White Paper - Phi Day, aka Golden Ratio Day
This white paper sets forth the official Golden Ratio Day (GRD), commonly referred to as Phi Day.
For the purpose of this paper the Golden Ratio will be represented by the 21st letter of the Greek alphabet, lowercase phi, f, algebraically ½(1+ Ö5), approximately 1.61803398874989484820458683436....
The uppercase Phi (F) is the Golden Ratio conjugate, 1/f, which is approximately 0.618033988749894....
Pi Day is an established date, set on March 14th. This is because the decimal representation of pi (p) starts with 3.14..., hence 3/14, March 14th.
Previously, the established Phi Day, or Golden Ratio Day (GRD), appears to be June 18th, based on the number 0.6180339.... This was presumably chosen because f is elegantly enough 1 more than its reciprocal, as f = 1 + (1/f). Therefore 1/f, or F, has the same decimal non-repeating irrational form, but doesn’t include the leading 1 to the left of the decimal. This yields 0.618..., the first three digits of which apply nicely to the Gregorian calendar as 6/18, June 18th.
To include the leading 1 would give us 1.618..., the only reasonable calendar representation being January 6th, a number perhaps too close to some civilization’s major holidays to be satisfyingly of interest.
Neither date is acceptable, as the adopted June 18th is inaccurate and both miss proper representation of the essence of the Golden Ratio, which is to divide a line into mean and extreme ratio.
In the Northern Hemisphere Phi Day (GRD) falls on October 31st, dependant on the Spring Equinox.
In the Southern Hemisphere Phi Day (GRD) falls on May 6th, dependant on the Spring Equinox.
Distance into year
Rather than compromising on a decimal form, Phi Day is based on applying f to the Earth’s natural yearly cycle. f is the technique by which to divide a line into mean and extreme ratio segments. So if we take Earth’s annual year to be roughly 365 days, and apply the Golden Ratio to it, we get approximately 225.582405.... Starting January 1st, 225 days later brings us to August 13th. This at first seemed reasonable.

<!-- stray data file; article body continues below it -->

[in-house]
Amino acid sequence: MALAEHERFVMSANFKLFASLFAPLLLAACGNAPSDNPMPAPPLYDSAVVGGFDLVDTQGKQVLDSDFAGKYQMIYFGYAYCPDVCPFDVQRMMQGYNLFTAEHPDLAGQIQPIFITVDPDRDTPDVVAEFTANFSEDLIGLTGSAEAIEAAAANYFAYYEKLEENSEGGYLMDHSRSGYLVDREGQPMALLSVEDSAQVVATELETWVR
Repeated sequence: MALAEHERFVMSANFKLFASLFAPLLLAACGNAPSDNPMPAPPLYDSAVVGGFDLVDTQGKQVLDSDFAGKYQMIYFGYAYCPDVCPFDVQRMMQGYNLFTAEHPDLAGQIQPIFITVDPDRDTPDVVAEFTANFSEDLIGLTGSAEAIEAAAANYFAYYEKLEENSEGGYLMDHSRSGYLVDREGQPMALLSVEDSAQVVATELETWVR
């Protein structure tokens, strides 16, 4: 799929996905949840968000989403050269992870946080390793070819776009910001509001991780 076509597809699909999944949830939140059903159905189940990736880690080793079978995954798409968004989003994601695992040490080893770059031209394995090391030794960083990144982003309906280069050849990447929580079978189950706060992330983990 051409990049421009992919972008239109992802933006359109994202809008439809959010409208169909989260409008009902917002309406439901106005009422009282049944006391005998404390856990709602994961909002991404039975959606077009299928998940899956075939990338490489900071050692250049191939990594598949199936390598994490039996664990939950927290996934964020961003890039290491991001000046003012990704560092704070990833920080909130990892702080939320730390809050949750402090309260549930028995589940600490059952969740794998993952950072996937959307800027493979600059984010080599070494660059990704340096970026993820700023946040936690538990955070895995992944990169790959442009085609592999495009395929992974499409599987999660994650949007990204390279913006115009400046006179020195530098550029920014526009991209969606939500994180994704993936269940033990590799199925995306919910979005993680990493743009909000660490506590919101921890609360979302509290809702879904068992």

But let us consider further – why January 1st? Although the Romans began the calendar year on January 1st starting in 153 B.C., the beginning of the year has moved around a lot since. It finally went back to January 1st in some European countries as early as 1522. The Gregorian calendar superseded the Julian calendar in 1582, and rose to become the most popular calendar on Earth, as it is today.
But starting the calendar year on January 1st to derive the Golden Ratio day is to settle for convention. The GRD should not be based on adopted custom, so we must choose a more pivotal point at which to start the Golden Ratio Year.
Year starting date
For Phi Day, the year’s most logical starting point will be adopted. This is to coincide with the natural progression of the Earth’s seasonal framework, and we'll start with the Northern Hemisphere as it has twice as much land as the Southern Hemisphere, and 9 times the population, but we will provide a date for the Southern Hemisphere here as well.
The Earth goes through a complete seasonal cycle with each revolution around the star at its solar system’s center. For most of the human occupants of planet Earth, there is typically a division of that cycle into four (4) seasons. They are Spring, Summer, Fall, and Winter. During Winter, nature, in much of its vegetative form and some animal forms, goes into dormancy. Much of the world is cold, covered with snow and ice, and historically life was difficult as shelter was extremely important, and all food to be consumed had to be previously harvested and stored for those months when not much vegetation grows. To the ancient people living on planet Earth, the end of Winter - the changing of the season into Spring - would have been a joyous time of celebration, as that marked the end of a “dead” period and a “birth” into a new year of growth and hopeful bounty. Therefore the most logical day upon which to build the year is what we call the Spring (Vernal) Equinox, March 20th.
Starting on March 20th (March 21st in 2007 and occasionally that date in Asia, but March 20th for the next century in North America) and dividing the ~365 days in a year into mean and extreme ratio, that is, the Golden Ratio, we need to apply an offset of 225 to 79 (March 20th), which brings us to the 304th day of the Gregorian calendar year, which is October 31st.
September 23rd is the Vernal Equinox in the Southern Hemisphere – note that the seasons do not consist of equal number of days because the Earth’s speed around the sun is variable due to its orbit - so Phi Day south of the equator falls on May 6th. It would be nice if this were May 1st, but it would be inaccurate to shift GRD to coincide with traditional holidays like Beltane (which in the Southern Hemisphere is celebrated on November 1st anyway) or Samhain, although GRD in the Northern Hemisphere happens to fall on October 31st.
In the Northern Hemisphere Phi Day is October 31st.
In the Southern Hemisphere Phi Day is May 6th.
Please feel free to email me your comments and criticisms. Whether you choose to celebrate on October 31st, June 18th, or any other day, we are all celebrating one of mathematics most beautiful, challenging and satisfying constants.